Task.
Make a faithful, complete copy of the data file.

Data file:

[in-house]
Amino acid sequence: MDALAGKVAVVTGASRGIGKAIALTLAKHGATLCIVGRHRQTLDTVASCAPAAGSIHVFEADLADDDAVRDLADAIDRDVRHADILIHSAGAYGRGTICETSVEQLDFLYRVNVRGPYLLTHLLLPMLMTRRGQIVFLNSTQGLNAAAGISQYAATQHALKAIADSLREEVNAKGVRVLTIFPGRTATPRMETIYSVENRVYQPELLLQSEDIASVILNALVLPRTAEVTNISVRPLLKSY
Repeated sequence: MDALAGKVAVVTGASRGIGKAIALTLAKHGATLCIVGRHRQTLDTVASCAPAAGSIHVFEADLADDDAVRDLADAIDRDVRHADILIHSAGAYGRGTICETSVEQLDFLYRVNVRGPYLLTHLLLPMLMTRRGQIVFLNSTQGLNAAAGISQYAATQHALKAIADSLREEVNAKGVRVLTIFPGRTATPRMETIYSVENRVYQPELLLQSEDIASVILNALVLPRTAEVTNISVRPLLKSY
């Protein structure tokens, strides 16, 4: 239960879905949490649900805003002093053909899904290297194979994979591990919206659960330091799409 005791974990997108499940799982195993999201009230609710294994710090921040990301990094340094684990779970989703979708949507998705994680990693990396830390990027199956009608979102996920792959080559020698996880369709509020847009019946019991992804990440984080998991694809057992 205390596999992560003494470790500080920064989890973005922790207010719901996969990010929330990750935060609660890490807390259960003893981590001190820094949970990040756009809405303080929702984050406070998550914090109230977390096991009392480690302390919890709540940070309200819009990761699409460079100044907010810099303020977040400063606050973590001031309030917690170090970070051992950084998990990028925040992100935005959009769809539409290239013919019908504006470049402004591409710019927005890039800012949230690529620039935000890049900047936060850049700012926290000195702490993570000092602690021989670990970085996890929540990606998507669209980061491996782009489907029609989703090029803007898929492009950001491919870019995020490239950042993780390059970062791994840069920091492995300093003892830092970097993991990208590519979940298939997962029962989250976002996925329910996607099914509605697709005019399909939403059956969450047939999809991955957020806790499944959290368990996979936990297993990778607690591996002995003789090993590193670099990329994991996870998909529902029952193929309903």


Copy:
[in-house]
Amino acid sequence: MDALAGKVAVVTGASRGIGKAIALTLAKHGATLCIVGRHRQTLDTVASCAPAAGSIHVFEADLADDDAVRDLADAIDRDVRHADILIHSAGAYGRGTICETSVEQLDFLYRVNVRGPYLLTHLLLPMLMTRRGQIVFLNSTQGLNAAAGISQYAATQHALKAIADSLREEVNAKGVRVLTIFPGRTATPRMETIYSVENRVYQPELLLQSEDIASVILNALVLPRTAEVTNISVRPLLKSY
Repeated sequence: MDALAGKVAVVTGASRGIGKAIALTLAKHGATLCIVGRHRQTLDTVASCAPAAGSIHVFEADLADDDAVRDLADAIDRDVRHADILIHSAGAYGRGTICETSVEQLDFLYRVNVRGPYLLTHLLLPMLMTRRGQIVFLNSTQGLNAAAGISQYAATQHALKAIADSLREEVNAKGVRVLTIFPGRTATPRMETIYSVENRVYQPELLLQSEDIASVILNALVLPRTAEVTNISVRPLLKSY
């Protein structure tokens, strides 16, 4: 239960879905949490649900805003002093053909899904290297194979994979591990919206659960330091799409 005791974990997108499940799982195993999201009230609710294994710090921040990301990094340094684990779970989703979708949507998705994680990693990396830390990027199956009608979102996920792959080559020698996880369709509020847009019946019991992804990440984080998991694809057992 205390596999992560003494470790500080920064989890973005922790207010719901996969990010929330990750935060609660890490807390259960003893981590001190820094949970990040756009809405303080929702984050406070998550914090109230977390096991009392480690302390919890709540940070309200819009990761699409460079100044907010810099303020977040400063606050973590001031309030917690170090970070051992950084998990990028925040992100935005959009769809539409290239013919019908504006470049402004591409710019927005890039800012949230690529620039935000890049900047936060850049700012926290000195702490993570000092602690021989670990970085996890929540990606998507669209980061491996782009489907029609989703090029803007898929492009950001491919870019995020490239950042993780390059970062791994840069920091492995300093003892830092970097993991990208590519979940298939997962029962989250976002996925329910996607099914509605697709005019399909939403059956969450047939999809991955957020806790499944959290368990996979936990297993990778607690591996002995003789090993590193670099990329994991996870998909529902029952193929309903």